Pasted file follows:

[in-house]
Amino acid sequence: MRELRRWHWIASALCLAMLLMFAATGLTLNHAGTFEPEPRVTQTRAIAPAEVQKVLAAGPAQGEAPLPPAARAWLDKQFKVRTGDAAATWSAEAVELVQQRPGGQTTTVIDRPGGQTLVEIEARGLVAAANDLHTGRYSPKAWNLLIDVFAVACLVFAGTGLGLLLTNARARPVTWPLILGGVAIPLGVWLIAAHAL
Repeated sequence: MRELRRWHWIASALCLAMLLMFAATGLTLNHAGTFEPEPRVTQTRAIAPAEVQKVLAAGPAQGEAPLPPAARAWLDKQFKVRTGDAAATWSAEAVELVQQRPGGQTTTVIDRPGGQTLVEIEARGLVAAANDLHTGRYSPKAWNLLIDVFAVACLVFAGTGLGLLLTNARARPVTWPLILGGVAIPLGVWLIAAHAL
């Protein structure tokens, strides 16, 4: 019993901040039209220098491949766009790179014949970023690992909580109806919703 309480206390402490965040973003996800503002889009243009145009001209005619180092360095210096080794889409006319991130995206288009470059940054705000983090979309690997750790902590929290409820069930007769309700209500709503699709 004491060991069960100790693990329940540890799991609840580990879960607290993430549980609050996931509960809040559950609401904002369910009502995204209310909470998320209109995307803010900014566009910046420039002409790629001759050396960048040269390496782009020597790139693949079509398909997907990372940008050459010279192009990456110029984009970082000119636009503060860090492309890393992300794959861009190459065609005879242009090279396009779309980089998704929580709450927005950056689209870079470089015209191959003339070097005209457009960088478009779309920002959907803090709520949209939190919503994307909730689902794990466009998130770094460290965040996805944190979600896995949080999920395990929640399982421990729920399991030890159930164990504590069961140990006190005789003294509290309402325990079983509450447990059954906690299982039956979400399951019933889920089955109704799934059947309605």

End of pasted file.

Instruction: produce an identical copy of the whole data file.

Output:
[in-house]
Amino acid sequence: MRELRRWHWIASALCLAMLLMFAATGLTLNHAGTFEPEPRVTQTRAIAPAEVQKVLAAGPAQGEAPLPPAARAWLDKQFKVRTGDAAATWSAEAVELVQQRPGGQTTTVIDRPGGQTLVEIEARGLVAAANDLHTGRYSPKAWNLLIDVFAVACLVFAGTGLGLLLTNARARPVTWPLILGGVAIPLGVWLIAAHAL
Repeated sequence: MRELRRWHWIASALCLAMLLMFAATGLTLNHAGTFEPEPRVTQTRAIAPAEVQKVLAAGPAQGEAPLPPAARAWLDKQFKVRTGDAAATWSAEAVELVQQRPGGQTTTVIDRPGGQTLVEIEARGLVAAANDLHTGRYSPKAWNLLIDVFAVACLVFAGTGLGLLLTNARARPVTWPLILGGVAIPLGVWLIAAHAL
């Protein structure tokens, strides 16, 4: 019993901040039209220098491949766009790179014949970023690992909580109806919703 309480206390402490965040973003996800503002889009243009145009001209005619180092360095210096080794889409006319991130995206288009470059940054705000983090979309690997750790902590929290409820069930007769309700209500709503699709 004491060991069960100790693990329940540890799991609840580990879960607290993430549980609050996931509960809040559950609401904002369910009502995204209310909470998320209109995307803010900014566009910046420039002409790629001759050396960048040269390496782009020597790139693949079509398909997907990372940008050459010279192009990456110029984009970082000119636009503060860090492309890393992300794959861009190459065609005879242009090279396009779309980089998704929580709450927005950056689209870079470089015209191959003339070097005209457009960088478009779309920002959907803090709520949209939190919503994307909730689902794990466009998130770094460290965040996805944190979600896995949080999920395990929640399982421990729920399991030890159930164990504590069961140990006190005789003294509290309402325990079983509450447990059954906690299982039956979400399951019933889920089955109704799934059947309605």